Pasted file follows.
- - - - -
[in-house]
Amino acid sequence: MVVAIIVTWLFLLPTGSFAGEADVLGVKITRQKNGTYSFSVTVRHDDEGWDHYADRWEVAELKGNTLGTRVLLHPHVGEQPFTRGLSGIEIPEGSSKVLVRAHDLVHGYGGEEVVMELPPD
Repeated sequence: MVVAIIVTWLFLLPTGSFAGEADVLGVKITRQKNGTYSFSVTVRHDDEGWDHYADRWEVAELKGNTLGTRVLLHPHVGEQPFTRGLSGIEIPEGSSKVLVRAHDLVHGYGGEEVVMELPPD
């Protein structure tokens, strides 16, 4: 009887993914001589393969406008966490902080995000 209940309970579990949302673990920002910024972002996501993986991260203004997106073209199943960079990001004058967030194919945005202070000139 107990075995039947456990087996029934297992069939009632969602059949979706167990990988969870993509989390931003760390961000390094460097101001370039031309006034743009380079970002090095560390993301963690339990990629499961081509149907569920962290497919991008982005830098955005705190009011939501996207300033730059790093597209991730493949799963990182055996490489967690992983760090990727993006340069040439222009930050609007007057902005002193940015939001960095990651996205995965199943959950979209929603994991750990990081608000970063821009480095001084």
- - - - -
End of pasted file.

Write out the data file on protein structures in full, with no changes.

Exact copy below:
[in-house]
Amino acid sequence: MVVAIIVTWLFLLPTGSFAGEADVLGVKITRQKNGTYSFSVTVRHDDEGWDHYADRWEVAELKGNTLGTRVLLHPHVGEQPFTRGLSGIEIPEGSSKVLVRAHDLVHGYGGEEVVMELPPD
Repeated sequence: MVVAIIVTWLFLLPTGSFAGEADVLGVKITRQKNGTYSFSVTVRHDDEGWDHYADRWEVAELKGNTLGTRVLLHPHVGEQPFTRGLSGIEIPEGSSKVLVRAHDLVHGYGGEEVVMELPPD
């Protein structure tokens, strides 16, 4: 009887993914001589393969406008966490902080995000 209940309970579990949302673990920002910024972002996501993986991260203004997106073209199943960079990001004058967030194919945005202070000139 107990075995039947456990087996029934297992069939009632969602059949979706167990990988969870993509989390931003760390961000390094460097101001370039031309006034743009380079970002090095560390993301963690339990990629499961081509149907569920962290497919991008982005830098955005705190009011939501996207300033730059790093597209991730493949799963990182055996490489967690992983760090990727993006340069040439222009930050609007007057902005002193940015939001960095990651996205995965199943959950979209929603994991750990990081608000970063821009480095001084």